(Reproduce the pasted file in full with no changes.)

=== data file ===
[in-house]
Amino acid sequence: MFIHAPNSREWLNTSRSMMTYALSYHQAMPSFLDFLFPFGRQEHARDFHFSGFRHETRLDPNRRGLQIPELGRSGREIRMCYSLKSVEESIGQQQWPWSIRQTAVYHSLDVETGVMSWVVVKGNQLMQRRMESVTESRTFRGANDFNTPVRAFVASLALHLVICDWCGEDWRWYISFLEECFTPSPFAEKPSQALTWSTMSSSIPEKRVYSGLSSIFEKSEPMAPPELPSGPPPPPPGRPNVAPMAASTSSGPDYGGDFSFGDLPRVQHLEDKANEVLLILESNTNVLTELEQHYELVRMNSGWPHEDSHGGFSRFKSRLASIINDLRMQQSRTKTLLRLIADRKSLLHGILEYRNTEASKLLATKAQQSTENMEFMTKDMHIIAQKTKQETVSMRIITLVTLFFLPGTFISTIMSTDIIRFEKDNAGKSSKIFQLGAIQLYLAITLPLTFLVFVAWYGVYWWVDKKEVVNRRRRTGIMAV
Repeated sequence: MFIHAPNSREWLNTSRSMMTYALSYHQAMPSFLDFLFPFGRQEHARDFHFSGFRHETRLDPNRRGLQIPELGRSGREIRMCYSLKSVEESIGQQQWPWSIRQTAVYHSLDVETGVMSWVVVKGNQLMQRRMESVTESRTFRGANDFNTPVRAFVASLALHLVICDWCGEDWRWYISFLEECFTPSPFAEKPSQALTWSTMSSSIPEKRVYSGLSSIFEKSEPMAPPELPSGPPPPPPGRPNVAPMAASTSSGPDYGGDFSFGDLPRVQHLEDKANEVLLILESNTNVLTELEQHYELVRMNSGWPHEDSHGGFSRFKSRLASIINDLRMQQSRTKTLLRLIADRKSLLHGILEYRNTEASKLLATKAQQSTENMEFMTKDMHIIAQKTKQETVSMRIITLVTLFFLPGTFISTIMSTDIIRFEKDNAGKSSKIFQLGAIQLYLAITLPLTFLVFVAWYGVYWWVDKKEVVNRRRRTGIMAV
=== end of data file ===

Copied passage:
[in-house]
Amino acid sequence: MFIHAPNSREWLNTSRSMMTYALSYHQAMPSFLDFLFPFGRQEHARDFHFSGFRHETRLDPNRRGLQIPELGRSGREIRMCYSLKSVEESIGQQQWPWSIRQTAVYHSLDVETGVMSWVVVKGNQLMQRRMESVTESRTFRGANDFNTPVRAFVASLALHLVICDWCGEDWRWYISFLEECFTPSPFAEKPSQALTWSTMSSSIPEKRVYSGLSSIFEKSEPMAPPELPSGPPPPPPGRPNVAPMAASTSSGPDYGGDFSFGDLPRVQHLEDKANEVLLILESNTNVLTELEQHYELVRMNSGWPHEDSHGGFSRFKSRLASIINDLRMQQSRTKTLLRLIADRKSLLHGILEYRNTEASKLLATKAQQSTENMEFMTKDMHIIAQKTKQETVSMRIITLVTLFFLPGTFISTIMSTDIIRFEKDNAGKSSKIFQLGAIQLYLAITLPLTFLVFVAWYGVYWWVDKKEVVNRRRRTGIMAV
Repeated sequence: MFIHAPNSREWLNTSRSMMTYALSYHQAMPSFLDFLFPFGRQEHARDFHFSGFRHETRLDPNRRGLQIPELGRSGREIRMCYSLKSVEESIGQQQWPWSIRQTAVYHSLDVETGVMSWVVVKGNQLMQRRMESVTESRTFRGANDFNTPVRAFVASLALHLVICDWCGEDWRWYISFLEECFTPSPFAEKPSQALTWSTMSSSIPEKRVYSGLSSIFEKSEPMAPPELPSGPPPPPPGRPNVAPMAASTSSGPDYGGDFSFGDLPRVQHLEDKANEVLLILESNTNVLTELEQHYELVRMNSGWPHEDSHGGFSRFKSRLASIINDLRMQQSRTKTLLRLIADRKSLLHGILEYRNTEASKLLATKAQQSTENMEFMTKDMHIIAQKTKQETVSMRIITLVTLFFLPGTFISTIMSTDIIRFEKDNAGKSSKIFQLGAIQLYLAITLPLTFLVFVAWYGVYWWVDKKEVVNRRRRTGIMAV